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Fa-jin, according to the Wikipedia article, means "to discharge power explosively". If there is only one way to do this, what is it? If there is more than one way, what are the two or three main ways of doing this?

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4 Answers 4

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"Jin" means a trained force, somewhat like a force vector. "Fa" is to attack. In a more practical sense, fajin is a pronounced force that involves the whole body shaking and adding to the power. On a more titillating level, fa jin implies that the body relaxes to produce this burst of force. And it's true. So look for a way to store force and then release it by relaxing. It's an interesting way to approach the puzzle and if you understand it, it will answer a lot of other questions about the evolution of the internal arts and the body mechanics developed over centuries.

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So, coiling the spine and then suddenly relaxing it would be a good example, but not the only way, because it can be done at varying degrees anywhere in the body, and with the right connection, it can be the entire body together? –  Trevoke Apr 9 '13 at 2:07
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發 and 勁 Transliterated

Fa-jin is two characters:

  • Fa/ - "to send out; to show (one's feeling); to issue; to develop; classifier for gunshots (rounds)"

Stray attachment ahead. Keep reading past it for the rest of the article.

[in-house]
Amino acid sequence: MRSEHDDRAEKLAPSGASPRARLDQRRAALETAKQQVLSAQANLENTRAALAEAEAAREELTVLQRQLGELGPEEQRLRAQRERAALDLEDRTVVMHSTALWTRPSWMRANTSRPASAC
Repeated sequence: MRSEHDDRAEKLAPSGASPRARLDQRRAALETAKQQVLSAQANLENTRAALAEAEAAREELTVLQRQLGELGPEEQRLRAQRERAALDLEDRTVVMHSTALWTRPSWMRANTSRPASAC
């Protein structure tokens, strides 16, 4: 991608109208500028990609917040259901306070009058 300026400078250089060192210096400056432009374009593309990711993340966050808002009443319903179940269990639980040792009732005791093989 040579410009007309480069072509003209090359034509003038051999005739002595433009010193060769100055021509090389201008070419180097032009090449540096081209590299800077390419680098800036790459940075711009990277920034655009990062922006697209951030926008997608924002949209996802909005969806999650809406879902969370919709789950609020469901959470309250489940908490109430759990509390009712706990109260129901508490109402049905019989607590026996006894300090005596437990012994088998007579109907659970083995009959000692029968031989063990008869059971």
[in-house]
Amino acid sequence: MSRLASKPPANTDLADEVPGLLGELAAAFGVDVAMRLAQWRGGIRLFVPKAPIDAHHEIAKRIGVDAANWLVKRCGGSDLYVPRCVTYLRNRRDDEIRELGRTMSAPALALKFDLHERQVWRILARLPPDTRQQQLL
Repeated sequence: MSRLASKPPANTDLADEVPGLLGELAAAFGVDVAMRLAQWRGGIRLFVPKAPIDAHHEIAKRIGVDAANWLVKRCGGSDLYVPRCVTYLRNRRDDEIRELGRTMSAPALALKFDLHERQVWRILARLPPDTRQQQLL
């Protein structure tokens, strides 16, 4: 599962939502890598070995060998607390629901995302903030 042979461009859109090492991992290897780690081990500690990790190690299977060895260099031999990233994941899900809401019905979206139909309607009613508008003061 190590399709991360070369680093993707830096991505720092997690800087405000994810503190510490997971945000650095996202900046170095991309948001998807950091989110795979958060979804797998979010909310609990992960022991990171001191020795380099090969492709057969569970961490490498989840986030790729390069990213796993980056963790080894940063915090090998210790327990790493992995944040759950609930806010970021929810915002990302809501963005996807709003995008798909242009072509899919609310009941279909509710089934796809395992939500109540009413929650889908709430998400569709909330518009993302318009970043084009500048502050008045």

• Jin/ - "stalwart; sturdy; strong; powerful; strength; energy; enthusiasm; spirit; mood; expression; interest"

In the context of martial arts, a fair translation of fa-jin would be "emitting force" or something similar.

There be no magic here

Fa-jin is just a Chinese term for explosiveness. This is equivalent to how we say a wrestler might have an explosive power double, or a kickboxer has a powerful round kick, or a boxer has heavy hands. There's nothing special, specific, or mystical about fa-jin. It's just hitting or throwing someone hard and fast.

There are as many ways to employ fa-jin as there are techniques to hit hard with, and the details are fractal. One can go infinitely deep with explaining how to execute a particular technique explosively, but when you recognize the term "fa-jin" as simply referring to the concept of hitting powerfully, giving examples specific to fa-jin becomes obviously fruitless. If you are hitting hard and efficiently, that's fa-jin.

For instance, boxers hit hard (employ fa-jin) by engaging the glutes, twisting the hips, and keeping the trunk rigid to transmit force to the arms, which are as loose and relaxed as possible as they extend. This should sound familiar to hard-sparring exponents of karate, muay Thai, taiji, and so on.

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Excellent and to the point. –  Roland Tepp May 23 '13 at 21:33
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@Wudang tried to explain it from the point of view of a taijiquan practitioner, but in my mind, he mostly just glossed over the description of fajing and of how to get it working.

The term fajin is composed of two words fa, which means "to send out, to issue" and jin is a word used for strength (quite interestingly, one of the pinyin translations I found through Google also mentioned that it meant "crystal", which curiously enough, is fitting in the context).

This means that literal meaning of fajin could be translated "to send out strength" or to "issue strength". And that, quite simply, is exactly what fajin is.